NFL Launching Tuesday Night Gaming Show Pros vs Joes-style YouTube series debuts Sept. 13
Players & Rules
Enthusiast Gaming is a Canadian video game media company that also owns several teams.
- Owns news outlets Daily Esports & Destructoid
- Owns Vancouver Titans, Seattle Surge, & Luminosity Gaming currently
- Nine rounds from September 13 through February 7
- Three bye weeks which will feature NFL Family Game Night, aimed at family demographic
- Top four teams will qualify for single-elimination playoffs to crown champion
Both the NFL and Enthusiast stand to benefit from this relationship.
- For the NFL, it’s a chance to connect with younger fans it has struggled to convert in recent years
- For Enthusiast, and the gaming industry, it’s mainstream exposure to an audience that may not have much interest in video games…yet.
- Also spotlights its in-house talent
- If there is potential worry, it’s that esports gets inspired by professional sports’ lucrative betting deals. Betting on esports is still illegal in most states, but there is huge untapped revenue for first movers in that space going forward.
Supply Drop: Games & Players
Upcoming Games (September 2 - 8)
Block'Em! - PC
Circus Electrique - PC, PlayStation, Xbox, Switch
Disney Dreamlight Valley - PC, PlayStation, Xbox, Switch
Hyperviolent - PC
Kaichu: The Kaiju Dating Sim - PC, PlayStation, Xbox, Switch
The Last of Us Part 1 PC, PlayStation
Lego Brawls - PlayStation, Xbox, Switch
Rift Sweepers - PC
Roadwarden - PC
Rocksmith+ - PC
Steelrising - PC, PlayStation, Xbox
The Last of Us was quickly updated for PlayStation 4 a year after launch (having debuted in the twilight months of PS3), spawning a well-received sequel - The Last of Us Part II in 2020. The latest upgrade improves not only visuals for modern consoles and PCs, but also in-game mechanics as well, including enemy AI tactics. With an HBO TV show in the works starring The Mandalorian's Pedro Pascal, The Last of Us Part 1 will give a chance for fans to revisit the interactive world one more time before the show drops, and will be there for new comers who wish to dive into the source material after streaming the dramatic adaptation at home.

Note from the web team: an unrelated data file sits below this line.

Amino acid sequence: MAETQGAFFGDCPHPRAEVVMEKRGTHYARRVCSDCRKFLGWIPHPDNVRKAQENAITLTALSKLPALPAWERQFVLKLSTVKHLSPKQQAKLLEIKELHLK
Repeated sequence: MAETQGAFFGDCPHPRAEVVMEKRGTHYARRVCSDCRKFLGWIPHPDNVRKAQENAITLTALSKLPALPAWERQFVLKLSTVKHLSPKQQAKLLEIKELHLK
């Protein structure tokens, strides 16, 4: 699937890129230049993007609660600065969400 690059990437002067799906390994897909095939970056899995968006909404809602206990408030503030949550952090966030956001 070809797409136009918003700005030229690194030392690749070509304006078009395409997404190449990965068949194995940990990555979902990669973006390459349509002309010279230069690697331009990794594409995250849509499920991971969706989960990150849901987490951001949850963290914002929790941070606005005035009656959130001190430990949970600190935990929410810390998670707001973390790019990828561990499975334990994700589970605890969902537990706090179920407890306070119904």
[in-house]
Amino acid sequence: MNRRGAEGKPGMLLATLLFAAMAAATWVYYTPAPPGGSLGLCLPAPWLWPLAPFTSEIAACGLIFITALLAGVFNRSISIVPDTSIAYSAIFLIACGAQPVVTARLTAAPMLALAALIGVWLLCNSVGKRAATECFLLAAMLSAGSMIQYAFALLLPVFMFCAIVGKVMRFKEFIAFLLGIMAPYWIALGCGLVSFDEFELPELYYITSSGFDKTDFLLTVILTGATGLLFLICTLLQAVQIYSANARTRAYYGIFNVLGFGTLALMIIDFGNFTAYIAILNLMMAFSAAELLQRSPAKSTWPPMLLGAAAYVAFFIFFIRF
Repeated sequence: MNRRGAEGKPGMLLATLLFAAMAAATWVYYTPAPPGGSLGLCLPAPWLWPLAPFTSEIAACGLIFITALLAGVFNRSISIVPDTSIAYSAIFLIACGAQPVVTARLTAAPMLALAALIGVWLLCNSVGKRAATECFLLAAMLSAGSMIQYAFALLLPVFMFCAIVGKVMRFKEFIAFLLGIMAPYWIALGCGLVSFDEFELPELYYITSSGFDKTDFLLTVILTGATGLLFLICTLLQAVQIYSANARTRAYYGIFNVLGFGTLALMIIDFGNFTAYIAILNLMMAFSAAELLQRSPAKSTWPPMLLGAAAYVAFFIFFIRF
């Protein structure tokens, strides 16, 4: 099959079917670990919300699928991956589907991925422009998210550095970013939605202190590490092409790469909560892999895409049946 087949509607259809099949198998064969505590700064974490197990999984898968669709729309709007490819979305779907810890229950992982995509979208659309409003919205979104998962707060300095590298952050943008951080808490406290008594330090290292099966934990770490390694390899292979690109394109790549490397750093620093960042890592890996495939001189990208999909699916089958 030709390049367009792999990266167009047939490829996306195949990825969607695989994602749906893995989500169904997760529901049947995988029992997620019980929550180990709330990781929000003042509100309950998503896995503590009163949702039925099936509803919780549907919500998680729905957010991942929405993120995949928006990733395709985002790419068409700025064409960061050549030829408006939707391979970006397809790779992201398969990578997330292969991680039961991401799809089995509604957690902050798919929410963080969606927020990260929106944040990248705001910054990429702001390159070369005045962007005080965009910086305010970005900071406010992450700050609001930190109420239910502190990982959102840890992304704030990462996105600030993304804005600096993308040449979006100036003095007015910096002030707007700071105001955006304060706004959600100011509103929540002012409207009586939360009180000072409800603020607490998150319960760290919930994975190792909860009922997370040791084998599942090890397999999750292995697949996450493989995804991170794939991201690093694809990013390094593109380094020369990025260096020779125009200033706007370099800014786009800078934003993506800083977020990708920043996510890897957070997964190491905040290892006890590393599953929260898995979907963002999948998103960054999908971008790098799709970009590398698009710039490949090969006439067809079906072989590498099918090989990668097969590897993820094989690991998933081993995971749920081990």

Comms: Social Campaigns
The Tap: News to Go
- GPU: Shipments of GPU's plummeted 34% year-over-year in Q2, according to Jon Peddie Research. Market penetration of discrete GPUs, however, is expected to hit 30% in the next five years. Nvidia lost a bit of market share, with Intel and AMD both gaining slightly.
- PC/Mobile Gaming: Valve developers seemed to indicate that the Steam Deck was only the start and that successors will build on its success, according to VGC. Potential changes include a focus on streaming, battery life, and overall broadening its appeal to more than just hardcore gamers.
- Mergers & Acquisitions: UK regulators have signaled that they would be inclined to take a more thorough look at Microsoft’s record $69 billion acquisition of Activision-Blizzard. They cited concerns over game exclusivity weakening competitors during the next console generation launch, as well as Game Pass weakening rivals. In its responses, Microsoft seems unfazed and confident the deal with go through.
- Mergers & Acquisitions: Chinese conglomerate NetEase announced its purchase of developer Quantic Dreams, known for its story-driven games like Heavy Rain. For the studio, it's a deal that it hopes will allow it to stay competitive as the industry consolidates. For NetEase, it's a chance to release games different from its normal fare as it tries to break into the North American market.
- Streaming: Meta will retire its Facebook Gaming app on October 28 after a two-year run on iOS and Android, according to Eurogamer. The app allowed users to watch Facebook Gaming streams, which they will be able to do so in the main Facebook app going forward. Meta insists it is still dedicated to its streaming platform, which faces stiff competition from Twitch and YouTube.